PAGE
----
Another object of the present invention is the provi
synthetic mica which are originally in the form of an
sion of a new and improved apparatus for selecting ?akes
agglomerate or chunk.
having an area above a predetermined size and for sepa
In US. Patent No. 2,711,435, granted to Richard A.
Humphrey on June 21, 1955, for Electric Furnace and 20 rating said ?akes from those having a size smaller than
Electric Melting and Crystallizing Method for Minerals,
a practical method of making synthetic mica is described
and claimed. Brie?y, the method comprises the steps of
passing electrical current through powdered batch ma
terial which is stoichiometrically equivalent to the ?nal 25
mica product, the electric current causing the powdered
said predetermined area.
The above and other objects, characteristics and
features of construction will be more fully understood
from the following description taken in connection with
the accompanying illustrative drawings.
In the drawings:
batch material to melt and react. After the reaction has
FIG. 1 is a vertical sectional view of apparatus for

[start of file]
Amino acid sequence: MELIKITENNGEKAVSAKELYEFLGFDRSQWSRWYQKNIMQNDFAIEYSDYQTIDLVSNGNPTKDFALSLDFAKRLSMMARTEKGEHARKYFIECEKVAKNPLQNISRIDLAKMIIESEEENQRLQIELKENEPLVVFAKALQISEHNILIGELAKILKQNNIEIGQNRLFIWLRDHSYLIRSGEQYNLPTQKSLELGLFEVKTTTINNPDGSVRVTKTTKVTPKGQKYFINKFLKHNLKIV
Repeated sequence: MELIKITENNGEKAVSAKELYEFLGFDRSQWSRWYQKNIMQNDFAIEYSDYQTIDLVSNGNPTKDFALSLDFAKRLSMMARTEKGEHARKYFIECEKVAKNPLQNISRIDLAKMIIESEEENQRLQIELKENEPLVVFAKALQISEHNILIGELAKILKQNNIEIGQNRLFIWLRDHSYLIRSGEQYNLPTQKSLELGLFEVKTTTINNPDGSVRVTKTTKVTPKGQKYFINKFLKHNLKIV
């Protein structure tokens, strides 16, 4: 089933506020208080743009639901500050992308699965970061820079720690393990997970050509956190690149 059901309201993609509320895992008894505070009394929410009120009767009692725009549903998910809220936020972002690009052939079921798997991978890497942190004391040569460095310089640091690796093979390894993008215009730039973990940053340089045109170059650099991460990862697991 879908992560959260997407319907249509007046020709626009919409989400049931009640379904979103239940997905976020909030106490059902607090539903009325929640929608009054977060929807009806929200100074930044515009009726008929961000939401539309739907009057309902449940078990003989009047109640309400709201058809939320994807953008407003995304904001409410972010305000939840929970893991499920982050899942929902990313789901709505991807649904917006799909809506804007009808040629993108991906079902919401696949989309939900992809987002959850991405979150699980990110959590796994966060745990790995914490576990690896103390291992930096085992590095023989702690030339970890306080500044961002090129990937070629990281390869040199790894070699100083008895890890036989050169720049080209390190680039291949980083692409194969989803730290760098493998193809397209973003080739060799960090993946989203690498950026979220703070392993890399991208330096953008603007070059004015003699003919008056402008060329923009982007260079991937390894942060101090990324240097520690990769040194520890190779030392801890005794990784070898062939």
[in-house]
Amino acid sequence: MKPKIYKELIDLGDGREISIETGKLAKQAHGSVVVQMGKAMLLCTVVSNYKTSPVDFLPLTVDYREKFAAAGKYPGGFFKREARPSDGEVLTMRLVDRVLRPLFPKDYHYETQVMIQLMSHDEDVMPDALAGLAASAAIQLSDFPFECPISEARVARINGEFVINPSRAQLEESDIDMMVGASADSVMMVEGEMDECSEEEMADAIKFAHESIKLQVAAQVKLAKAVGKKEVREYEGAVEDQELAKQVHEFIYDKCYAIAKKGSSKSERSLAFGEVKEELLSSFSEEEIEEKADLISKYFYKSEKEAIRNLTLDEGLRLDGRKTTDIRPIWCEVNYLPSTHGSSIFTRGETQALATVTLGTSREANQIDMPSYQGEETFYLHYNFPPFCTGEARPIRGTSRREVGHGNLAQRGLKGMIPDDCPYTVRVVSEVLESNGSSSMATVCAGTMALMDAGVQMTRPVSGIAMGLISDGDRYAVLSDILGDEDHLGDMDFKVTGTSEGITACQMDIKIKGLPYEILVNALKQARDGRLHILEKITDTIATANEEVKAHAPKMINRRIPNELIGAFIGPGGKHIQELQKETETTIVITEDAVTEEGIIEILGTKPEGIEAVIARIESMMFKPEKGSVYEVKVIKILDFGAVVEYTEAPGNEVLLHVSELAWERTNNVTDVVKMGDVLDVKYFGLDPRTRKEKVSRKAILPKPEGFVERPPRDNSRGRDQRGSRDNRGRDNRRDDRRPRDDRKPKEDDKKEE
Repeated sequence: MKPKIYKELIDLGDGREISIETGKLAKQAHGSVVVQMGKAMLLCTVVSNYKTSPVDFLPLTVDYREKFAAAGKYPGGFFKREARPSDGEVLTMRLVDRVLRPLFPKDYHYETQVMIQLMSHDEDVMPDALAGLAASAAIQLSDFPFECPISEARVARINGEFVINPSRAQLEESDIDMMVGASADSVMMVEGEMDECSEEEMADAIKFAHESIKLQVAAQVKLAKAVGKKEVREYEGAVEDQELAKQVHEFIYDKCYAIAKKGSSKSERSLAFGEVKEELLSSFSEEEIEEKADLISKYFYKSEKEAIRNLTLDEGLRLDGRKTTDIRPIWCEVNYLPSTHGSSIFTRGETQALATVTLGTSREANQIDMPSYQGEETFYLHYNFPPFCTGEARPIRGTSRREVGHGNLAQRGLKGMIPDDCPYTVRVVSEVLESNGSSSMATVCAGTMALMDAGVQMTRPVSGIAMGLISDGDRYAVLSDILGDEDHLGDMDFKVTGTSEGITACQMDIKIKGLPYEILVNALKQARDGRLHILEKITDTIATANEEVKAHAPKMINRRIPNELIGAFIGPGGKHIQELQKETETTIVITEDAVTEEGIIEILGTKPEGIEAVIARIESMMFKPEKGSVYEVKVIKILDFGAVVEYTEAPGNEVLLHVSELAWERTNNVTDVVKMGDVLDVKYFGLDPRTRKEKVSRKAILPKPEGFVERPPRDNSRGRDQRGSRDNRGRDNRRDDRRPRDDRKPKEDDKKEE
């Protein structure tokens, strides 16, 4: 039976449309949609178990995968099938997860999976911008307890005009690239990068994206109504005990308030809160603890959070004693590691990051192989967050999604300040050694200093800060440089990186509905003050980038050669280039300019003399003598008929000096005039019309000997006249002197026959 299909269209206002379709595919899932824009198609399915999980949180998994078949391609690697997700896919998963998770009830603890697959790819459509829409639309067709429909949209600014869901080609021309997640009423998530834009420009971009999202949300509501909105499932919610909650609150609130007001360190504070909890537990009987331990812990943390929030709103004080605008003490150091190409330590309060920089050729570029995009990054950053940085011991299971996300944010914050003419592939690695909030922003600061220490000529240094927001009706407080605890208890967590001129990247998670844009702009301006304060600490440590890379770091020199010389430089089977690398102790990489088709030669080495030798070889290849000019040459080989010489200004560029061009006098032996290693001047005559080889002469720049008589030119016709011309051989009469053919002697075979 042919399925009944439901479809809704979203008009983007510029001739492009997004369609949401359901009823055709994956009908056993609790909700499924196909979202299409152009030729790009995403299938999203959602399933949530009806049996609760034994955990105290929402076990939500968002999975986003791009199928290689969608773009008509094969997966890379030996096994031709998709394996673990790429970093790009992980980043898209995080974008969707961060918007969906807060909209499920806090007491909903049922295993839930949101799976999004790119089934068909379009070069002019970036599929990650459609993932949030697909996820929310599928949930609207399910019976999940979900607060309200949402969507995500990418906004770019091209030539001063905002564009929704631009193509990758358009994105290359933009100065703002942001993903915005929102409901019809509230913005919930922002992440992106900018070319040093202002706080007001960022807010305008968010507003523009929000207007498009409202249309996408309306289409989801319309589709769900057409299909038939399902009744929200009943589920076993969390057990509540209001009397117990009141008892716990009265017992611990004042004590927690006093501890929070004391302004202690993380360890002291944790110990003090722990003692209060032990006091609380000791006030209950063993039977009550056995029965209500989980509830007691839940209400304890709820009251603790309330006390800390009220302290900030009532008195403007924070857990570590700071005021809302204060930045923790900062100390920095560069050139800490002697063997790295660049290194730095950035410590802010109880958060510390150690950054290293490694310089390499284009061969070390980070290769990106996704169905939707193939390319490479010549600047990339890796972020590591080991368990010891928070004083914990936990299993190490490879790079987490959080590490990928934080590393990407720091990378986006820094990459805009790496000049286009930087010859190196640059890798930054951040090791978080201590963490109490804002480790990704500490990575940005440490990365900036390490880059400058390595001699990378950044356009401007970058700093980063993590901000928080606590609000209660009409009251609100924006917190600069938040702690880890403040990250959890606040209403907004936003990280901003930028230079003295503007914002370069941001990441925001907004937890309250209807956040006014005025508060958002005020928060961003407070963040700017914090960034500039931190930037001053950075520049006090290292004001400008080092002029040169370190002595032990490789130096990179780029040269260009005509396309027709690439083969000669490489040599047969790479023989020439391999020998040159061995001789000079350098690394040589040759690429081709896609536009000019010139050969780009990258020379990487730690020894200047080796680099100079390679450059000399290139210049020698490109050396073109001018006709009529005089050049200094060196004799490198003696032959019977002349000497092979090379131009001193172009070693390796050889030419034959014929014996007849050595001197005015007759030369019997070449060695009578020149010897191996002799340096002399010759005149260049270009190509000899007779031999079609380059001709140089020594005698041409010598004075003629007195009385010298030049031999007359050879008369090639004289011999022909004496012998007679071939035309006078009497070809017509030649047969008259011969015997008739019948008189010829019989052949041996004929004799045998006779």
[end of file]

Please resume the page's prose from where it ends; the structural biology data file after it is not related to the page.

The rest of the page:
taken place, the electric current is turned off and the
molten mass is permitted to cool and crystallize into a
large chunk or pig of synthetic mica such as, for instance,
delarninating mica ?ake from a chunk thereof and for
synthetic ?uor-phlogopite mica having the formula
FIG. 1;
K2MgAlSi4O10F2. While some of the crystals found in
FIG. 3 is a sectional view taken along the line 3—3 in
FIG. 1 and showing one form of delaminator embodying
the present invention;
this mass are of sufficient area to be used in a manner
elutriating the delaminated ?ake;
FIG. 2 is a sectional view taken along the line 2-—2 in
similar to natural mica, such as natural muscovite mica,
FIG. 4 is a sectional view taken along the line 4—4 in
a substantial percentage of the resulting crystals are 35
FIG. 3;
too small for subsequent fabrication as by punching to
be used for tube spacers and other similar ‘articles com
FIG. 5 is a vertical sectional view of a modi?ed form
of delaminator embodying the present invention;
monly made of mica.
FIG. 6 is a plan view of the stator of the delaminator
To date, therefore, the major commercial use for syn